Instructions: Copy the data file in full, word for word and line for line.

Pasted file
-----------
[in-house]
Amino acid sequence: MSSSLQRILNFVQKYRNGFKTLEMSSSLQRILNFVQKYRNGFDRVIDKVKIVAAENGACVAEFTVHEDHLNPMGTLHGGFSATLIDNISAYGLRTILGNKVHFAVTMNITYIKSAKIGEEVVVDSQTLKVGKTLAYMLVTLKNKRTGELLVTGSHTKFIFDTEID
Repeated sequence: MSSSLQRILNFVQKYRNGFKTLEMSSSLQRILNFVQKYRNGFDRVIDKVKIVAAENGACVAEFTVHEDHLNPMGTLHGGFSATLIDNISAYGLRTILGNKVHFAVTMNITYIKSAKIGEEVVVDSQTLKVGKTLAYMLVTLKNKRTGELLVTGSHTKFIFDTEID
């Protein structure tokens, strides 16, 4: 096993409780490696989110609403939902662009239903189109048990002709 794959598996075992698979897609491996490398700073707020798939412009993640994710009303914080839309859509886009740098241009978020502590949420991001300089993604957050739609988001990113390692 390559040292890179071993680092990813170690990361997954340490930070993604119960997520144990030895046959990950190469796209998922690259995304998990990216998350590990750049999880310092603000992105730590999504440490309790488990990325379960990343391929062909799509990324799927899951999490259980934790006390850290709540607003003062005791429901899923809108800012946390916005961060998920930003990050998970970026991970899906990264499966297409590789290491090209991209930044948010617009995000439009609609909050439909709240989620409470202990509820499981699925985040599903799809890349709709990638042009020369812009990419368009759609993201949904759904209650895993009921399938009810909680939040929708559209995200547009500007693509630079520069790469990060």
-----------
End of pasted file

[in-house]
Amino acid sequence: MSSSLQRILNFVQKYRNGFKTLEMSSSLQRILNFVQKYRNGFDRVIDKVKIVAAENGACVAEFTVHEDHLNPMGTLHGGFSATLIDNISAYGLRTILGNKVHFAVTMNITYIKSAKIGEEVVVDSQTLKVGKTLAYMLVTLKNKRTGELLVTGSHTKFIFDTEID
Repeated sequence: MSSSLQRILNFVQKYRNGFKTLEMSSSLQRILNFVQKYRNGFDRVIDKVKIVAAENGACVAEFTVHEDHLNPMGTLHGGFSATLIDNISAYGLRTILGNKVHFAVTMNITYIKSAKIGEEVVVDSQTLKVGKTLAYMLVTLKNKRTGELLVTGSHTKFIFDTEID
């Protein structure tokens, strides 16, 4: 096993409780490696989110609403939902662009239903189109048990002709 794959598996075992698979897609491996490398700073707020798939412009993640994710009303914080839309859509886009740098241009978020502590949420991001300089993604957050739609988001990113390692 390559040292890179071993680092990813170690990361997954340490930070993604119960997520144990030895046959990950190469796209998922690259995304998990990216998350590990750049999880310092603000992105730590999504440490309790488990990325379960990343391929062909799509990324799927899951999490259980934790006390850290709540607003003062005791429901899923809108800012946390916005961060998920930003990050998970970026991970899906990264499966297409590789290491090209991209930044948010617009995000439009609609909050439909709240989620409470202990509820499981699925985040599903799809890349709709990638042009020369812009990419368009759609993201949904759904209650895993009921399938009810909680939040929708559209995200547009500007693509630079520069790469990060």